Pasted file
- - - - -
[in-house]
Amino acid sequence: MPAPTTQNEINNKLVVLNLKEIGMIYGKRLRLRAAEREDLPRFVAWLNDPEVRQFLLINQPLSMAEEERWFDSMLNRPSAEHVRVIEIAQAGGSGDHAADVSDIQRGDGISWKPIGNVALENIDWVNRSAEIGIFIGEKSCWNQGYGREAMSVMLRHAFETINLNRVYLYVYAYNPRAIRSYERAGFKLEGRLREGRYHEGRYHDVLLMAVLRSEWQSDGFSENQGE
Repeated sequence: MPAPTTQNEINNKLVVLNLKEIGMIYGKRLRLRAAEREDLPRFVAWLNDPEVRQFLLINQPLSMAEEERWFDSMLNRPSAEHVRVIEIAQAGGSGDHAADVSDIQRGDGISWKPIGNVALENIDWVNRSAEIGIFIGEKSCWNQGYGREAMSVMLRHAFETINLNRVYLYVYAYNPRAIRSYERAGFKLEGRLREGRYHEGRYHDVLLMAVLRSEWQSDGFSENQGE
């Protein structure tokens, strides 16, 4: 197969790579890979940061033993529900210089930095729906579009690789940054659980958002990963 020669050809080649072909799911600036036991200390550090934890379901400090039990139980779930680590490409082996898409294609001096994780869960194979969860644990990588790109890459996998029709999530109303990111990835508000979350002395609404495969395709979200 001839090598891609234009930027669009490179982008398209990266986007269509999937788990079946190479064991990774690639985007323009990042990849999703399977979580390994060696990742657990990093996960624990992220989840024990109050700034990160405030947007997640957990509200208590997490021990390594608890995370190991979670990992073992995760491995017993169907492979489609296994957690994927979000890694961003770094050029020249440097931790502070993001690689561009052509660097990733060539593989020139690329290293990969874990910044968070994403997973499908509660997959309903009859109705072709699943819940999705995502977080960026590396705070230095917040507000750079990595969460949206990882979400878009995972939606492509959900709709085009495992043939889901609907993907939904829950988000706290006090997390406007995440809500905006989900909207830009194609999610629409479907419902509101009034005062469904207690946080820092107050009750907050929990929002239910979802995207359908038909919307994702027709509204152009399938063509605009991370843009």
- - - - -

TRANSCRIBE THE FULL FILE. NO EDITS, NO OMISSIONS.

[in-house]
Amino acid sequence: MPAPTTQNEINNKLVVLNLKEIGMIYGKRLRLRAAEREDLPRFVAWLNDPEVRQFLLINQPLSMAEEERWFDSMLNRPSAEHVRVIEIAQAGGSGDHAADVSDIQRGDGISWKPIGNVALENIDWVNRSAEIGIFIGEKSCWNQGYGREAMSVMLRHAFETINLNRVYLYVYAYNPRAIRSYERAGFKLEGRLREGRYHEGRYHDVLLMAVLRSEWQSDGFSENQGE
Repeated sequence: MPAPTTQNEINNKLVVLNLKEIGMIYGKRLRLRAAEREDLPRFVAWLNDPEVRQFLLINQPLSMAEEERWFDSMLNRPSAEHVRVIEIAQAGGSGDHAADVSDIQRGDGISWKPIGNVALENIDWVNRSAEIGIFIGEKSCWNQGYGREAMSVMLRHAFETINLNRVYLYVYAYNPRAIRSYERAGFKLEGRLREGRYHEGRYHDVLLMAVLRSEWQSDGFSENQGE
């Protein structure tokens, strides 16, 4: 197969790579890979940061033993529900210089930095729906579009690789940054659980958002990963 020669050809080649072909799911600036036991200390550090934890379901400090039990139980779930680590490409082996898409294609001096994780869960194979969860644990990588790109890459996998029709999530109303990111990835508000979350002395609404495969395709979200 001839090598891609234009930027669009490179982008398209990266986007269509999937788990079946190479064991990774690639985007323009990042990849999703399977979580390994060696990742657990990093996960624990992220989840024990109050700034990160405030947007997640957990509200208590997490021990390594608890995370190991979670990992073992995760491995017993169907492979489609296994957690994927979000890694961003770094050029020249440097931790502070993001690689561009052509660097990733060539593989020139690329290293990969874990910044968070994403997973499908509660997959309903009859109705072709699943819940999705995502977080960026590396705070230095917040507000750079990595969460949206990882979400878009995972939606492509959900709709085009495992043939889901609907993907939904829950988000706290006090997390406007995440809500905006989900909207830009194609999610629409479907419902509101009034005062469904207690946080820092107050009750907050929990929002239910979802995207359908038909919307994702027709509204152009399938063509605009991370843009």